The UN Human Rights Council decided Thursday to create an open-ended international investigation into violations surrounding the latest Gaza violence, and into “systematic” abuses in the Palestinian territories and inside Israel.
The resolution, which passed with 24 of the council’s 47 members in favour, will spur an unprecedented level of scrutiny on abuses and their “root causes” in the decades-long Middle East conflict.
The text, which was presented by Pakistan on behalf of the Organization of Islamic Cooperation, was debated during a special one-day council session focused on the surge in deadly violence between Israelis and Palestinians this month.
Opening the session, UN rights chief Michelle Bachelet voiced particular concern about the “high level of civilian fatalities and injuries” from the attacks on Gaza, and warned the Israeli attacks on the enclave “may constitute war crimes”.
She also said Hamas’s “indiscriminate” firing of rockets at Israel was “a clear violation of international humanitarian law”.
The Palestinian foreign ministry saluted a move it said “reflects the determination of the international community to move forward in the path of accountability, law enforcement, and protection of Palestinian human rights.”
But Israeli Prime Minister Benjamin Netanyahu slammed it as “shameful”.
“Today’s shameful decision is yet another example of the UN Human Rights Council’s blatant anti-Israel obsession,” Netanyahu said in a statement.
Before a truce took hold last Friday, Israeli air strikes and artillery fire on Gaza killed 254 Palestinians, including 66 children, and wounded more than 1,900 people in 11 days of conflict, the health ministry in Gaza says.
A barrage of thousands of rockets and other fire from Gaza claimed 12 lives in Israel, including one child and an Arab-Israeli teenager, medics say. Some 357 people in Israel were wounded.
Thursday’s resolution ordered the launching of an investigation into violations surrounding the latest violence, but also into “systematic” abuses spurring a repetitive cycle of violence over the decades.
The council agreed to establish “an ongoing independent, international commission of inquiry… in the Occupied Palestinian Territory, including East Jerusalem and in Israel”.
The investigators, the text said, should probe “underlying root causes of recurrent tensions and instability, including systematic discrimination and repression based on group identity”.
The investigation should focus on establishing facts and gather evidence for legal proceedings, and should aim to identify perpetrators to ensure they are held accountable, it said.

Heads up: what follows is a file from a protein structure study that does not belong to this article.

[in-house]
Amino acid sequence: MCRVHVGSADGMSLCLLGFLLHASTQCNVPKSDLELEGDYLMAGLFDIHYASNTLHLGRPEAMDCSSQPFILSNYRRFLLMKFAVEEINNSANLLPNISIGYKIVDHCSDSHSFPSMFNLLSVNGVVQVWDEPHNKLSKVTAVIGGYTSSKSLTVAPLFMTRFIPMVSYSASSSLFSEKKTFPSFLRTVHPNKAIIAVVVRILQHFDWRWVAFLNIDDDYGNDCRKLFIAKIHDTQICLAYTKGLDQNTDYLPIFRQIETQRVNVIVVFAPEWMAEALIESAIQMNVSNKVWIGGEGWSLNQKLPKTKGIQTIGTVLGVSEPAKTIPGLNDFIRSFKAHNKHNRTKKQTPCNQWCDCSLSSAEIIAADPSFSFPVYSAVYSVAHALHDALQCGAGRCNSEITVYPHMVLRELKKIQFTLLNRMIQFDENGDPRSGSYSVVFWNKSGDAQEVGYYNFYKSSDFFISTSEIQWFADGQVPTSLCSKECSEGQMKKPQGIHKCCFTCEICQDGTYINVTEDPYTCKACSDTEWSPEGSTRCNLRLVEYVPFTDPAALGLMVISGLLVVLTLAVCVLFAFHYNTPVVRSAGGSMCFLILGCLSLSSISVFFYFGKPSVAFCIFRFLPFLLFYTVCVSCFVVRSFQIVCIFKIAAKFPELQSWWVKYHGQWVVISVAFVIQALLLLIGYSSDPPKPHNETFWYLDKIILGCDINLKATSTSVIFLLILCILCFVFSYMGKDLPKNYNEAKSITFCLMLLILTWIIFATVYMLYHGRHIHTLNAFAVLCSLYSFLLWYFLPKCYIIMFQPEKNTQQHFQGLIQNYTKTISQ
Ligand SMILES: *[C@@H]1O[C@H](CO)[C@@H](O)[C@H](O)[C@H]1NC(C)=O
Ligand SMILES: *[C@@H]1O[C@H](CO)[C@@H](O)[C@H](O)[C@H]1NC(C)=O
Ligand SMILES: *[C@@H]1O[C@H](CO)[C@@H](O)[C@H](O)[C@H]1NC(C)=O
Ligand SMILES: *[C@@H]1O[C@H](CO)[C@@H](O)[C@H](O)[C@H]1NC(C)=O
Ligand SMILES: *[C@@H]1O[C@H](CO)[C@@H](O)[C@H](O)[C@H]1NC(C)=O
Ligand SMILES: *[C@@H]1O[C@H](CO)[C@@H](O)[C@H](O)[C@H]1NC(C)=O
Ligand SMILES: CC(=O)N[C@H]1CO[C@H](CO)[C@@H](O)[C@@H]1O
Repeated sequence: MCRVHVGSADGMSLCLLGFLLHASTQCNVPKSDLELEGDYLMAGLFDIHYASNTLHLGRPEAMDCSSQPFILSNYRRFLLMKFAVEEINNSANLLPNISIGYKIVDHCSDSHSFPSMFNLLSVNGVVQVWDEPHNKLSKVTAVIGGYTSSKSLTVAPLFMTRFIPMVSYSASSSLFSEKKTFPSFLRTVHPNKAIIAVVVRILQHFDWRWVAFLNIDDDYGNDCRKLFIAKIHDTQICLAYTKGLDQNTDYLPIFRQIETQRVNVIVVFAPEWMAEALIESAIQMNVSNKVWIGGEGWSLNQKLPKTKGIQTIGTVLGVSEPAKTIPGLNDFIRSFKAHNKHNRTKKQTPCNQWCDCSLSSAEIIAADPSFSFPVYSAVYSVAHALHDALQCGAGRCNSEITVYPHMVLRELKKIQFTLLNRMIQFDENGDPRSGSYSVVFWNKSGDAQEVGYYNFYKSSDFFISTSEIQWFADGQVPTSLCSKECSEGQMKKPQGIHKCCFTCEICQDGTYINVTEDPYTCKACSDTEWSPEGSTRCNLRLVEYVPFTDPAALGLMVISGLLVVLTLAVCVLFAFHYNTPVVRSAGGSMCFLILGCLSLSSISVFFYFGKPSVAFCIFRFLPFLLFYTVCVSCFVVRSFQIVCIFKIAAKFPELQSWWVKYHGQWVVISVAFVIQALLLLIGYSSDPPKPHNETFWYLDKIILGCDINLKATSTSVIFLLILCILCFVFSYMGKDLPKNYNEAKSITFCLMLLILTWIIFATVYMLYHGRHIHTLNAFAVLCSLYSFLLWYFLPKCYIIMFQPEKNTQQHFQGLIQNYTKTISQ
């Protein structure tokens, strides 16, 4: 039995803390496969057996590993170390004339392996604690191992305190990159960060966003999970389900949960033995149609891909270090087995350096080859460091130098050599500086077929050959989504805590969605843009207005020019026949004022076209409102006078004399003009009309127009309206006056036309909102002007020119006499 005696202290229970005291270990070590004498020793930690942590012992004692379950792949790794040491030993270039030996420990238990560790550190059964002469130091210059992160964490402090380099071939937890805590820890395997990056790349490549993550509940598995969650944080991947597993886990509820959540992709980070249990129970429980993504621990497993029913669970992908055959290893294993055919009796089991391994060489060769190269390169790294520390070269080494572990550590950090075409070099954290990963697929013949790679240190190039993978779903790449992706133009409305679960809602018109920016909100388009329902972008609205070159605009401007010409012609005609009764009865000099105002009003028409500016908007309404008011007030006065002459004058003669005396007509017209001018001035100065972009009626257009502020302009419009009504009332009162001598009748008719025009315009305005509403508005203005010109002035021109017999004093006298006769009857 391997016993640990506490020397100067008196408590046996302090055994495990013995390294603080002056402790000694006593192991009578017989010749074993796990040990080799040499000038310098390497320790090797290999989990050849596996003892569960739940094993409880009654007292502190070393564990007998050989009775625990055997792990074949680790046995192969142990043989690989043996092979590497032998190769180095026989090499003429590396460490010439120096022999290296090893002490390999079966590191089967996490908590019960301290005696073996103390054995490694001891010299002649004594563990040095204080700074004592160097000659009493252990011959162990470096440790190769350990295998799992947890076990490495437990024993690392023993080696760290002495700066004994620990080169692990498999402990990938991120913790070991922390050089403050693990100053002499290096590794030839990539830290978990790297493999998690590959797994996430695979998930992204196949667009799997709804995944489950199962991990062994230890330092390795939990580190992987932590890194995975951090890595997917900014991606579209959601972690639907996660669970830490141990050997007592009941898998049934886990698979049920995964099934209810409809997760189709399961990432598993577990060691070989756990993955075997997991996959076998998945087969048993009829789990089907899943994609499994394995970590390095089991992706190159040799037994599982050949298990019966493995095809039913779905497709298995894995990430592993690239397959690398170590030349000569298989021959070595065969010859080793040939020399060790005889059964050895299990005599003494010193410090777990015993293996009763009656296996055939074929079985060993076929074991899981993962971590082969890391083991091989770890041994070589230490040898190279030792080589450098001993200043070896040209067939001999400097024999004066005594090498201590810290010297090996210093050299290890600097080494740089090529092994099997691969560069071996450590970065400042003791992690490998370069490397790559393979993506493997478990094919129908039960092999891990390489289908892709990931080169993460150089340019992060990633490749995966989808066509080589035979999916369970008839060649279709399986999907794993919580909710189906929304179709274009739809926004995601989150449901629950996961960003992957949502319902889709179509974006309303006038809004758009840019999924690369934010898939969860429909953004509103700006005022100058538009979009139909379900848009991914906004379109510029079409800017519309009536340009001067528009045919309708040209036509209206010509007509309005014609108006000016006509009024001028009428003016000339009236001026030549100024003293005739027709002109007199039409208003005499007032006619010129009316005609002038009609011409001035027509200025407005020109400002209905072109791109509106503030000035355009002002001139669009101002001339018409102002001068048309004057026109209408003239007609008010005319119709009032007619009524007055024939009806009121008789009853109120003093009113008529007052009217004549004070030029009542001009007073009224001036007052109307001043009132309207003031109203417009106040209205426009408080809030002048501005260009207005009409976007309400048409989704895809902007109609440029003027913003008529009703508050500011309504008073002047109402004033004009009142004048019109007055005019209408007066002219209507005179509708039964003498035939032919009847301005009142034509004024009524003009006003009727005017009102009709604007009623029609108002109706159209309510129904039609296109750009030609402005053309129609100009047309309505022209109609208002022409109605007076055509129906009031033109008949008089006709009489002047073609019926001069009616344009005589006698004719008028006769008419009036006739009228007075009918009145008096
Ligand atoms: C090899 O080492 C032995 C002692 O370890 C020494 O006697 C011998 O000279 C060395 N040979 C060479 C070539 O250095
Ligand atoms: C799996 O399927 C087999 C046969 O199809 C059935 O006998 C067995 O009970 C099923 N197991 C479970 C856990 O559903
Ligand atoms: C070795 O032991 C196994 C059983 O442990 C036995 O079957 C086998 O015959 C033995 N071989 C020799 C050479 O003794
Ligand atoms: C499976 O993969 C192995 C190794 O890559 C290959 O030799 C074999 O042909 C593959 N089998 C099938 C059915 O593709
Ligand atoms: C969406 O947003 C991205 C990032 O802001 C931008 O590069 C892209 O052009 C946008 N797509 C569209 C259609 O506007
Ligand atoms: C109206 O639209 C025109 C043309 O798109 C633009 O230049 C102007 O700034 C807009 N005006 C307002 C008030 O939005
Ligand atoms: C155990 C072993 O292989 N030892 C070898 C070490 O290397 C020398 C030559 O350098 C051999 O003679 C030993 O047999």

It also urges countries to “refrain from transferring arms when they assess… that there is a clear risk that such arms might be used in the commission or facilitation of serious violations or abuses”.
Before the vote Meirav Eilon Shahar, Israel’s ambassador to the UN in Geneva, slammed the session and the text.
The resolution, she insisted, “has nothing to do with reality, has nothing to do with human rights”.
She urged countries not to back the resolution, which she said would “embolden and reward Hamas”, a “racist, genocidal, terrorist organisation”.
Israel, she insisted, “took all measures to protect civilians”, but that Hamas’s “tactics of hiding beneath residential buildings, maternity wards and mosques resulted in innocent loss of life”.
“You cannot be pro-Palestinian if you do not condemn Hamas,” she said, stressing Israel’s right to defend itself.
Bachelet said her office had “not seen evidence” that the buildings targeted in Gaza, including medical facilities and media offices, were “hosting armed groups or being used for military purposes”.
Palestinian foreign minister Riyad al-Maliki meanwhile accused Israel of instituting “an apartheid system”.
“The right to self-defence and the right to resist occupation is a right we have as the Palestinian people,” he said.
During the debate a wide range of countries decried the latest violence, stressing the need for urgent aid to Gaza and to resume talks towards a lasting, peaceful two-state solution.
Many highlighted the 14-year blockade on Gaza, settlement expansion, and evictions and demolitions of Palestinian homes among root causes sparking continued tensions.
This month’s flare-up was ignited amid protests against the expulsion of Palestinians from their homes in the east Jerusalem neighbourhood of Sheikh Jarrah to make way for Jewish settlers.
Tensions culminated in repeated clashes between Palestinian worshippers and Israeli security forces inside the Al-Aqsa mosque compound, triggering the initial volleys of rocket fire from Gaza towards Israel on May 10.
Thursday’s vote created the council’s first ever open-ended commission of inquiry (COI) – the highest-level investigation that can be ordered by the council.
Other COIs, like the one on Syria, need their mandates renewed every year.
While the council has previously ordered eight investigations into rights violations committed in the Palestinian territories, this is the first one with a mandate to examine “root causes” in the drawn-out conflict, and also to probe systematic abuses committed within Israel.